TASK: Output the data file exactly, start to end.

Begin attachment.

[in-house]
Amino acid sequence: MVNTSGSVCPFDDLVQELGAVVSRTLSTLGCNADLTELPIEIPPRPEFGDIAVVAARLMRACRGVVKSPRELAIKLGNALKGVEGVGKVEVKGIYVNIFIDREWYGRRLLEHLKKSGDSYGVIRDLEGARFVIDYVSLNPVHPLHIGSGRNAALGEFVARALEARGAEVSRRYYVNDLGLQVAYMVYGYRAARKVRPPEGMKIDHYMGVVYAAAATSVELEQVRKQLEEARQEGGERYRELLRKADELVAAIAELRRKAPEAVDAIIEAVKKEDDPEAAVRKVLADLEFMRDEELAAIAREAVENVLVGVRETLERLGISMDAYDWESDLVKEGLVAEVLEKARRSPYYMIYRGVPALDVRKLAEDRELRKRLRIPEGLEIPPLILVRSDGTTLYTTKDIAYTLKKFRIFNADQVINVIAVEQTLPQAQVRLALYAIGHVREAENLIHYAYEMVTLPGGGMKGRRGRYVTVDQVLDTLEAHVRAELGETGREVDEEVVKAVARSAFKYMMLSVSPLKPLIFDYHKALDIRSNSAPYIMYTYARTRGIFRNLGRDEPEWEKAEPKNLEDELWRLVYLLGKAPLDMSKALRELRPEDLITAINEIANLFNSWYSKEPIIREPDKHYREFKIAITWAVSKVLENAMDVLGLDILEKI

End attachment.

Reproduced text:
[in-house]
Amino acid sequence: MVNTSGSVCPFDDLVQELGAVVSRTLSTLGCNADLTELPIEIPPRPEFGDIAVVAARLMRACRGVVKSPRELAIKLGNALKGVEGVGKVEVKGIYVNIFIDREWYGRRLLEHLKKSGDSYGVIRDLEGARFVIDYVSLNPVHPLHIGSGRNAALGEFVARALEARGAEVSRRYYVNDLGLQVAYMVYGYRAARKVRPPEGMKIDHYMGVVYAAAATSVELEQVRKQLEEARQEGGERYRELLRKADELVAAIAELRRKAPEAVDAIIEAVKKEDDPEAAVRKVLADLEFMRDEELAAIAREAVENVLVGVRETLERLGISMDAYDWESDLVKEGLVAEVLEKARRSPYYMIYRGVPALDVRKLAEDRELRKRLRIPEGLEIPPLILVRSDGTTLYTTKDIAYTLKKFRIFNADQVINVIAVEQTLPQAQVRLALYAIGHVREAENLIHYAYEMVTLPGGGMKGRRGRYVTVDQVLDTLEAHVRAELGETGREVDEEVVKAVARSAFKYMMLSVSPLKPLIFDYHKALDIRSNSAPYIMYTYARTRGIFRNLGRDEPEWEKAEPKNLEDELWRLVYLLGKAPLDMSKALRELRPEDLITAINEIANLFNSWYSKEPIIREPDKHYREFKIAITWAVSKVLENAMDVLGLDILEKI